Elsewhere in TIMESland there are ice fishing derbies, snowmobile races, and more outdoor fun in the works. Don't miss all the winter fun. Watch the ads and read the community bulletin boards.
A Peshtigo church youth group is hoping to travel to Texas in July by subway. Not the transit system. Not the boat. The sandwich.
You can help them get there by ordering sub sandwiches to enjoy during the Super Bowl on Sunday, Feb. 4.
Good Shepherd Lutheran Church Youth Group of Peshtigo, is selling Super Bowl Subs to help them get to the 2018 ELCA National Youth Gathering Houston, TX in July. The travel group includes seven young people and three adult chaperones.
Sandwiches are $3 each for 6" subs or $15 for 6 sandwiches, which is a real deal. Choose an American sub with ham, turkey and provolone or Italian sub with ham, pepperoni, provolone and a side of marinara sauce. They all come with lettuce, tomato and onion on the side.
Order by calling the church office at 715-582-3595, e-mailing email@example.com, or at the church after services on Sunday, Jan. 21 and Jan. 27. Pick up your sandwiches at Good Shepherd Lutheran Church, 331 Pine St. in Peshtigo, between 10:30 and 11:30 a.m. on Super Bowl Sunday, Feb. 4, before you relax and enjoy the game.
Packers aren't playing, but we can watch anyway!
ON THE SOAP BOX LAWMAKER IN TRAINING
Friend Maggie tells of a recent immigrant who walks into a cafe one morning. This story has been changed to make it politically correct.
Anyway this immigrant walks into a diner . He has a shotgun in one hand and is pulling a male buffalo with the other. Says to the waiter: "Want coffee."
Waiter delivers a tall mug of coffee. Immigrant drinks it down in one gulp, turns and blasts the buffalo with the shotgun, and walks out. Buffalo parts are everywhere.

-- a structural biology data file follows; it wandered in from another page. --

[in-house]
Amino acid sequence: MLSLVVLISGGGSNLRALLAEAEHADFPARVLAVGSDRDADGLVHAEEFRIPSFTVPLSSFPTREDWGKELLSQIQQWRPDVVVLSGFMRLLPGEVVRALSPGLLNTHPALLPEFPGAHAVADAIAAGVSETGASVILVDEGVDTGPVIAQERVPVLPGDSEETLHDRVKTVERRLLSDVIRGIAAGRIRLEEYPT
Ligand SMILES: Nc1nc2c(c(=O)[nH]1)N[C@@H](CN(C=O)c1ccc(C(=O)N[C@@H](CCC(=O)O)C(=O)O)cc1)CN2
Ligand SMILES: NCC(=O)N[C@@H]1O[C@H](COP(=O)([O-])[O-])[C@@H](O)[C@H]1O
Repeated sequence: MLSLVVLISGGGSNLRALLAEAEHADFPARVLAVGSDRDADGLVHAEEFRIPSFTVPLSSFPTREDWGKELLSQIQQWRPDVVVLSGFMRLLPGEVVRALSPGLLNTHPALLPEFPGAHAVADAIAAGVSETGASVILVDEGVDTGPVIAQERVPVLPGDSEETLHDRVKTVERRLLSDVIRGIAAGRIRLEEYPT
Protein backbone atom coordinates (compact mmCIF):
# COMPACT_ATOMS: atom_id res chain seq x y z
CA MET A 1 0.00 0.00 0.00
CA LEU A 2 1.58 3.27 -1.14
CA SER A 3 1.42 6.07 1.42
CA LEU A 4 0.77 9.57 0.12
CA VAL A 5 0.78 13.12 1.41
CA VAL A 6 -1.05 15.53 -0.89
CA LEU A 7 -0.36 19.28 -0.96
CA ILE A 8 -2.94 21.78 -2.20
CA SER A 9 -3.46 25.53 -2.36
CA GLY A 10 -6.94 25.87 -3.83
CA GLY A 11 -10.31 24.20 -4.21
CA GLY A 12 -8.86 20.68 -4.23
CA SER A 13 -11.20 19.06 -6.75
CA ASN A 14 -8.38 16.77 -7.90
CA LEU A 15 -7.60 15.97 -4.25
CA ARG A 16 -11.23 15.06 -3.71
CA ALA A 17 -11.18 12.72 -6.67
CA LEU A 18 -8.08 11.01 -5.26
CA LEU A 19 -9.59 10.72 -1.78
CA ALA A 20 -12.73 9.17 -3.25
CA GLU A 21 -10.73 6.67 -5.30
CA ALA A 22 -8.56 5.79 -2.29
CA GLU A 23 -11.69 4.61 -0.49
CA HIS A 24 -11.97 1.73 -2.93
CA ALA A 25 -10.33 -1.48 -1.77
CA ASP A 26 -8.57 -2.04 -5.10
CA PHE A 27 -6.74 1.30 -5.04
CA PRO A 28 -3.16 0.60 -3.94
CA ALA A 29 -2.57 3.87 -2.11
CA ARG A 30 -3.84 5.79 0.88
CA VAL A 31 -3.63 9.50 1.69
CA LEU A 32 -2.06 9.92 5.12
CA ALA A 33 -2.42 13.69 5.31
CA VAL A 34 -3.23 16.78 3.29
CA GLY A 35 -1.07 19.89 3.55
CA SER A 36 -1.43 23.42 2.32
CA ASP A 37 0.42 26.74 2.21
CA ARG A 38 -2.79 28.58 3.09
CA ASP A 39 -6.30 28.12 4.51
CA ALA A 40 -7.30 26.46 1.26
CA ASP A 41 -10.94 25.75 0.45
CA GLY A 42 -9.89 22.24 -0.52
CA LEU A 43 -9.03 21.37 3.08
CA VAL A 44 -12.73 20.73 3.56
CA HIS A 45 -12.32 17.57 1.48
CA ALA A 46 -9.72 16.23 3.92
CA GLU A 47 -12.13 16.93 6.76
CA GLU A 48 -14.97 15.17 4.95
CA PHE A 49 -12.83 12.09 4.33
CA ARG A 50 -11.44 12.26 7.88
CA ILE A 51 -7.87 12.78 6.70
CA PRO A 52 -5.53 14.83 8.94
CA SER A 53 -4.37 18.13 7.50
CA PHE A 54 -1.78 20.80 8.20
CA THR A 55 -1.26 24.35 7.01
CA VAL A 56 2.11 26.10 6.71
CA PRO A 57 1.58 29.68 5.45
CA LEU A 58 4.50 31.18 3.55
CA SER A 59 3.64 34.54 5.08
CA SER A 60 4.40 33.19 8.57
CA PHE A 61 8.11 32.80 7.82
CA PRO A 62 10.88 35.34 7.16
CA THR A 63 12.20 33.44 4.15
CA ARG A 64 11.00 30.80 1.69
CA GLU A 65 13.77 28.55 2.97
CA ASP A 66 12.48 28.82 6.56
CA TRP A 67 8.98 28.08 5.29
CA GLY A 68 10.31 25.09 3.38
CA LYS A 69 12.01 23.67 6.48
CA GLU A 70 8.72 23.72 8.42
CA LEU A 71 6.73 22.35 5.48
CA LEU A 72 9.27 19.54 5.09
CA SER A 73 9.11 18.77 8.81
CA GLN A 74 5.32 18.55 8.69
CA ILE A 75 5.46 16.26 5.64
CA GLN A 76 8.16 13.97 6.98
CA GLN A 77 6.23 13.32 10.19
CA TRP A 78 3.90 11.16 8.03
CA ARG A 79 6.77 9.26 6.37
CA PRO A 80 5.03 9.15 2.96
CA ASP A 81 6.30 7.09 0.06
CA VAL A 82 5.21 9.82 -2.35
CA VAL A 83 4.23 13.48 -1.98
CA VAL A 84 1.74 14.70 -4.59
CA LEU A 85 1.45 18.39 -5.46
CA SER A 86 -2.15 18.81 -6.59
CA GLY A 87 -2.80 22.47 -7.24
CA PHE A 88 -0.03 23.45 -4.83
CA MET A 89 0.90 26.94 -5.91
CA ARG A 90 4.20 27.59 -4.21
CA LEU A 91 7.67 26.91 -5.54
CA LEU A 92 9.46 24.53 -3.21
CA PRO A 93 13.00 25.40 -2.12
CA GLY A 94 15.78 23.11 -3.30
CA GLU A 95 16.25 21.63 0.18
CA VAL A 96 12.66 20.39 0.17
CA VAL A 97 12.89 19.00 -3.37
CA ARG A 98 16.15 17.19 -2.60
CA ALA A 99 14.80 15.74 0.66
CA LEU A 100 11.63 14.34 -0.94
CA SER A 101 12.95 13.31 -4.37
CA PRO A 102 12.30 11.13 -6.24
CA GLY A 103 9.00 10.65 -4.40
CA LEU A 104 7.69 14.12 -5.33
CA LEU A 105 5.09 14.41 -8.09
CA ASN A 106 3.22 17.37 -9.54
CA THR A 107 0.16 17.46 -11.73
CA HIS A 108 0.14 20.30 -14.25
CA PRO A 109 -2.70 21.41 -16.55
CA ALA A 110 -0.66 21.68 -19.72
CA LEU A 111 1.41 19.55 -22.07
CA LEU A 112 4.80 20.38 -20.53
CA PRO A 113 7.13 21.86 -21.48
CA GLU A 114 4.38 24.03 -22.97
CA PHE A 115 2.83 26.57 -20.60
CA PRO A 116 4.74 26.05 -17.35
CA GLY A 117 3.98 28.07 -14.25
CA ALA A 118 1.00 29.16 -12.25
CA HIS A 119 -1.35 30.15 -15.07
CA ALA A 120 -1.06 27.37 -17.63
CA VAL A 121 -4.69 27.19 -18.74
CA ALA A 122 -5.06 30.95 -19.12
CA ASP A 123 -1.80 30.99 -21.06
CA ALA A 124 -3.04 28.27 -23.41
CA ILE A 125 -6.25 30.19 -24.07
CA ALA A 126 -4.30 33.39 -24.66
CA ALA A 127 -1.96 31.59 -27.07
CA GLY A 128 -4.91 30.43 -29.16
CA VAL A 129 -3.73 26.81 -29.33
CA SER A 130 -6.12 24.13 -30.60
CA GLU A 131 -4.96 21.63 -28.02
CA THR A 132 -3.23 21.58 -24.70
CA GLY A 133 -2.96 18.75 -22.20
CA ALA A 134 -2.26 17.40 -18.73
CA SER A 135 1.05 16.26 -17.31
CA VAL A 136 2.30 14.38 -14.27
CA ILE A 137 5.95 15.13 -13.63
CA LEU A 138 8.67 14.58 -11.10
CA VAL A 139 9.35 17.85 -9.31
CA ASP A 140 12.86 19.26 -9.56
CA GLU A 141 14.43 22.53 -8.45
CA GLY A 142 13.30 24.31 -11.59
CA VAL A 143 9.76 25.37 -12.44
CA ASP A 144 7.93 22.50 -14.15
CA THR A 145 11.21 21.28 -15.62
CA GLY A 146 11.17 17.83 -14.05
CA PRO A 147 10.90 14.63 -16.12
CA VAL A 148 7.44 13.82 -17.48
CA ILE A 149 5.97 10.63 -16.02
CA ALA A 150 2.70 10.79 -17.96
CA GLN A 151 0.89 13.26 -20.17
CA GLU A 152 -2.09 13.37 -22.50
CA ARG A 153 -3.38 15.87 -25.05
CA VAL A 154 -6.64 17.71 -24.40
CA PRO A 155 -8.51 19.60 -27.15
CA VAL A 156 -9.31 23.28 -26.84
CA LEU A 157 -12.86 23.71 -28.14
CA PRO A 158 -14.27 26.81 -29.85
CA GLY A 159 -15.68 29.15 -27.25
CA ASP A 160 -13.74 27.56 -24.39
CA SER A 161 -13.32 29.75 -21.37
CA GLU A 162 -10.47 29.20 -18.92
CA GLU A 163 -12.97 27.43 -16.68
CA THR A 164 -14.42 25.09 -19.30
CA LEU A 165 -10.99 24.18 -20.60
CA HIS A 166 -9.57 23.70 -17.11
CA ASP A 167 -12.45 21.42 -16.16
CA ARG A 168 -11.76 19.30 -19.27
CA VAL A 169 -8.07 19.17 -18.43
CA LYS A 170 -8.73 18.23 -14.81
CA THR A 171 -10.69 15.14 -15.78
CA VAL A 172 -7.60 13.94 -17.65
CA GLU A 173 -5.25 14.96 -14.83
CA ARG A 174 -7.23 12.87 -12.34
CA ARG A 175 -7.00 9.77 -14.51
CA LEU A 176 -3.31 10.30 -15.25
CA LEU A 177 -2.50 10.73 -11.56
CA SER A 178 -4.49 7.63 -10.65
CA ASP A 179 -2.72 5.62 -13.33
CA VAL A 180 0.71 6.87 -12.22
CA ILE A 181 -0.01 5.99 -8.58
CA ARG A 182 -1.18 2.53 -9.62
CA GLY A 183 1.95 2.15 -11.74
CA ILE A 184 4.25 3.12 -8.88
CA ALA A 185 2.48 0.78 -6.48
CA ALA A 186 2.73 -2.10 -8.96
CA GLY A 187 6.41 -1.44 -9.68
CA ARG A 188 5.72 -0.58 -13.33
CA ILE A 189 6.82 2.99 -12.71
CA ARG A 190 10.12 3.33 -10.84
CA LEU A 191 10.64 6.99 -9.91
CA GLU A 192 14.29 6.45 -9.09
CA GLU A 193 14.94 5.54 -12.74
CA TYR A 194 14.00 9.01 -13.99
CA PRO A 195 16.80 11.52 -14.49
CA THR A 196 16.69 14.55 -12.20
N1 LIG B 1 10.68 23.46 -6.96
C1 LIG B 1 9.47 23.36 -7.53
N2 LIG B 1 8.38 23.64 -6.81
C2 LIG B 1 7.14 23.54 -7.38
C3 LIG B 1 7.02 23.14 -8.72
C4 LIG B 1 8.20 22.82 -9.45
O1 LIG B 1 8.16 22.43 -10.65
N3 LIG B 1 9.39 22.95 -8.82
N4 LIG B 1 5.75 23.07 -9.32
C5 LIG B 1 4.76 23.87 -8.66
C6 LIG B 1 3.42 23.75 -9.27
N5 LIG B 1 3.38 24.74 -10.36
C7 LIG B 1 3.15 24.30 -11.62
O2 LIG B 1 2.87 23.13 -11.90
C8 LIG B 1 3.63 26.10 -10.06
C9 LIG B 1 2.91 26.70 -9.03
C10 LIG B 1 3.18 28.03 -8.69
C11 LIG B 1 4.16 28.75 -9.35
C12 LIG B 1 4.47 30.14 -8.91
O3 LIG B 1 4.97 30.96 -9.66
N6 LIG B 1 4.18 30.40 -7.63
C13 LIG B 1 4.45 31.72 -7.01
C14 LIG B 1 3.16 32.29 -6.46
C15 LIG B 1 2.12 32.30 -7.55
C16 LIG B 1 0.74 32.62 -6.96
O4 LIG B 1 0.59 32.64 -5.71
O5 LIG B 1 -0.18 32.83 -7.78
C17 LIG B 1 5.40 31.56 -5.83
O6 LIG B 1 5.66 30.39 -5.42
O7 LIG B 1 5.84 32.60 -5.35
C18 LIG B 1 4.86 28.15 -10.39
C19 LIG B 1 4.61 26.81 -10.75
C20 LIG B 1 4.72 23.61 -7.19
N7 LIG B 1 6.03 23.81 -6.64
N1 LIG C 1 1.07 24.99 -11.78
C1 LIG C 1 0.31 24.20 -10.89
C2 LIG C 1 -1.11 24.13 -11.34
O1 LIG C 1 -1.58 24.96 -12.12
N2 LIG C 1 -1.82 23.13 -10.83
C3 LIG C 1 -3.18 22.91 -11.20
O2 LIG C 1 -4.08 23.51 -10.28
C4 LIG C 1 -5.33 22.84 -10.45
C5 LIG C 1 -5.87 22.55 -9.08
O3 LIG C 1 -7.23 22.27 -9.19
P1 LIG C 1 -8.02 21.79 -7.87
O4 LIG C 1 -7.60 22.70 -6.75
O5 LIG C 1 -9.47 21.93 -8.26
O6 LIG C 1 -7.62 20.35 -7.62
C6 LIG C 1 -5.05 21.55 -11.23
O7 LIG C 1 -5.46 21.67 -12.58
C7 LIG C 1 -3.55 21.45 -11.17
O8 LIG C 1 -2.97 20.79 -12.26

Next morning the immigrant returns. Again he has his shotgun in one hand and is dragging a male buffalo with the other.
Walks up to the counter and says: "Want coffee."
Waiter refuses. "We're still cleaning up your mess from yesterday. What was all that about, anyway?"
Immigrant smiles proudly. "Training to be a United States Senator. They tell me, "Come in, drink coffee, shoot the bull, disappear for rest of day. Leave mess for others to clean up.'"
Obviously since Maggie appreciates that. She also believes that there is no problem so great that government cannot make it worse.
Brings to mind the recent struggles Pound Village Board faced in trying to provide health insurance coverage for its two full time employees in accord with Obama Care regulations. Monthly premium for the most reasonably priced basic policy offered on the "Affordable Health Care" marketplace website exceeded the amount most folks around here earn in a month.
Health insurance wasn't nearly so expensive before government got involved and forced Obamacare on us!
Oh, yeah. Forgot. For some folks Obamacare really is cheaper, and some of them actually like it. That's because the rest of us are paying their premiums as well as our own!
Enjoying stir fry dishes is one way to make following a healthy diet easier. Lots of meats, veggies and healthy fats. If your diet is low carb, don't serve the stir fry mixture on rice, just enjoy as is, or eat over scrambled eggs.
Recently learned one of the secrets of good stir fry meats. It's called "velveting". Works with any type of meat or poultry, an may be the reason the meat from your Chinese takeout tastes so much more moist and tender than it does when you make it at home.